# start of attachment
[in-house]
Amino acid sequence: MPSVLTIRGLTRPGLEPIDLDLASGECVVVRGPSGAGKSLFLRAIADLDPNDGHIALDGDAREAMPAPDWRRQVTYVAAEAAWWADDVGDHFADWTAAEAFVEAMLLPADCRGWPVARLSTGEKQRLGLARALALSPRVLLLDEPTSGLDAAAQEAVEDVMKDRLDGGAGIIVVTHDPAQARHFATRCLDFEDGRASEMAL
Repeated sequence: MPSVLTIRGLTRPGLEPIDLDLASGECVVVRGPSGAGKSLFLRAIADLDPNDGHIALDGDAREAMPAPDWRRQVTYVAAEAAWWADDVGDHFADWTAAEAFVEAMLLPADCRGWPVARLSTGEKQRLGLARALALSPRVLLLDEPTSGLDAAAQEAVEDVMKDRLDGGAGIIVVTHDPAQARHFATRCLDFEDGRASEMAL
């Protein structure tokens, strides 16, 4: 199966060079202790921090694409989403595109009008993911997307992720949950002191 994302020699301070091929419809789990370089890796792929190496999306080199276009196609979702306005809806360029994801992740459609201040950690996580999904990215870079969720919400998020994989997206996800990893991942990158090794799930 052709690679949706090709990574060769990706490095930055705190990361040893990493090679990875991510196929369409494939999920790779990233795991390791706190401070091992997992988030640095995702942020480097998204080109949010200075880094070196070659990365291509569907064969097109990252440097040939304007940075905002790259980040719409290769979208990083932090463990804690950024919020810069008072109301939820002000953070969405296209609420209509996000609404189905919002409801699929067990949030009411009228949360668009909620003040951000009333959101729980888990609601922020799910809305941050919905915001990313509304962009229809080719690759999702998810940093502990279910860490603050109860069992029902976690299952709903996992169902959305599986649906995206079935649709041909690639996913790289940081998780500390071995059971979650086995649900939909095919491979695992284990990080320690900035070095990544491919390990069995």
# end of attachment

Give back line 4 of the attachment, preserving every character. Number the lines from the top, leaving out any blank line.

């Protein structure tokens, strides 16, 4: 199966060079202790921090694409989403595109009008993911997307992720949950002191 994302020699301070091929419809789990370089890796792929190496999306080199276009196609979702306005809806360029994801992740459609201040950690996580999904990215870079969720919400998020994989997206996800990893991942990158090794799930 052709690679949706090709990574060769990706490095930055705190990361040893990493090679990875991510196929369409494939999920790779990233795991390791706190401070091992997992988030640095995702942020480097998204080109949010200075880094070196070659990365291509569907064969097109990252440097040939304007940075905002790259980040719409290769979208990083932090463990804690950024919020810069008072109301939820002000953070969405296209609420209509996000609404189905919002409801699929067990949030009411009228949360668009909620003040951000009333959101729980888990609601922020799910809305941050919905915001990313509304962009229809080719690759999702998810940093502990279910860490603050109860069992029902976690299952709903996992169902959305599986649906995206079935649709041909690639996913790289940081998780500390071995059971979650086995649900939909095919491979695992284990990080320690900035070095990544491919390990069995």